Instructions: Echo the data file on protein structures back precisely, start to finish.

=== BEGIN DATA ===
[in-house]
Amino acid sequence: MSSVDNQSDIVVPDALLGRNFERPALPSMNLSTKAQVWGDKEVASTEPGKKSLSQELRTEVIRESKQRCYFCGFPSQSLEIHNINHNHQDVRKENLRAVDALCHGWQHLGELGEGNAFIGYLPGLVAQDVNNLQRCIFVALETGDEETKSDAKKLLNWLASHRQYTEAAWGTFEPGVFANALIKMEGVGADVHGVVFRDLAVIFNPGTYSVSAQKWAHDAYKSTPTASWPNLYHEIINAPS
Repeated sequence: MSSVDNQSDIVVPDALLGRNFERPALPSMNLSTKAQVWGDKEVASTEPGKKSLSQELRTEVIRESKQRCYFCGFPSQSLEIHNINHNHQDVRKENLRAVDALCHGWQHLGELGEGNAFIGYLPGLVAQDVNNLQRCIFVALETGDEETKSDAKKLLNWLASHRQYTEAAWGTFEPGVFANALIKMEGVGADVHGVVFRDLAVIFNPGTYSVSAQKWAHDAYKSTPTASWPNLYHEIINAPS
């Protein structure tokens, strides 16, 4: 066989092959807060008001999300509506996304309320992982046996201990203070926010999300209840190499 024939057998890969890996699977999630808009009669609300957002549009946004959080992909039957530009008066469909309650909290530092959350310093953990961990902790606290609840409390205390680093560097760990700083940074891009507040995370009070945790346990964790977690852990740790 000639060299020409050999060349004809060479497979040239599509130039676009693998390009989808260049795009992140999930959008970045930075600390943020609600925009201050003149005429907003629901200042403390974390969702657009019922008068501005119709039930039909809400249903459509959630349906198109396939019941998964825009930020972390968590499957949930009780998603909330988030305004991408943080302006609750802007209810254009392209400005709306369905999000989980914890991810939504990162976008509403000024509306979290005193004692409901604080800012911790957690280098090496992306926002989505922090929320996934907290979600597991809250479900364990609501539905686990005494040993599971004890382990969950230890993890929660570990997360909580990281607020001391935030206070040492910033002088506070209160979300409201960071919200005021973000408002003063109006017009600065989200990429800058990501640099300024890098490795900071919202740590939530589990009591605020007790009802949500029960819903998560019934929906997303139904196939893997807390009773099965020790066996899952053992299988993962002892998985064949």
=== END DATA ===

[in-house]
Amino acid sequence: MSSVDNQSDIVVPDALLGRNFERPALPSMNLSTKAQVWGDKEVASTEPGKKSLSQELRTEVIRESKQRCYFCGFPSQSLEIHNINHNHQDVRKENLRAVDALCHGWQHLGELGEGNAFIGYLPGLVAQDVNNLQRCIFVALETGDEETKSDAKKLLNWLASHRQYTEAAWGTFEPGVFANALIKMEGVGADVHGVVFRDLAVIFNPGTYSVSAQKWAHDAYKSTPTASWPNLYHEIINAPS
Repeated sequence: MSSVDNQSDIVVPDALLGRNFERPALPSMNLSTKAQVWGDKEVASTEPGKKSLSQELRTEVIRESKQRCYFCGFPSQSLEIHNINHNHQDVRKENLRAVDALCHGWQHLGELGEGNAFIGYLPGLVAQDVNNLQRCIFVALETGDEETKSDAKKLLNWLASHRQYTEAAWGTFEPGVFANALIKMEGVGADVHGVVFRDLAVIFNPGTYSVSAQKWAHDAYKSTPTASWPNLYHEIINAPS
């Protein structure tokens, strides 16, 4: 066989092959807060008001999300509506996304309320992982046996201990203070926010999300209840190499 024939057998890969890996699977999630808009009669609300957002549009946004959080992909039957530009008066469909309650909290530092959350310093953990961990902790606290609840409390205390680093560097760990700083940074891009507040995370009070945790346990964790977690852990740790 000639060299020409050999060349004809060479497979040239599509130039676009693998390009989808260049795009992140999930959008970045930075600390943020609600925009201050003149005429907003629901200042403390974390969702657009019922008068501005119709039930039909809400249903459509959630349906198109396939019941998964825009930020972390968590499957949930009780998603909330988030305004991408943080302006609750802007209810254009392209400005709306369905999000989980914890991810939504990162976008509403000024509306979290005193004692409901604080800012911790957690280098090496992306926002989505922090929320996934907290979600597991809250479900364990609501539905686990005494040993599971004890382990969950230890993890929660570990997360909580990281607020001391935030206070040492910033002088506070209160979300409201960071919200005021973000408002003063109006017009600065989200990429800058990501640099300024890098490795900071919202740590939530589990009591605020007790009802949500029960819903998560019934929906997303139904196939893997807390009773099965020790066996899952053992299988993962002892998985064949």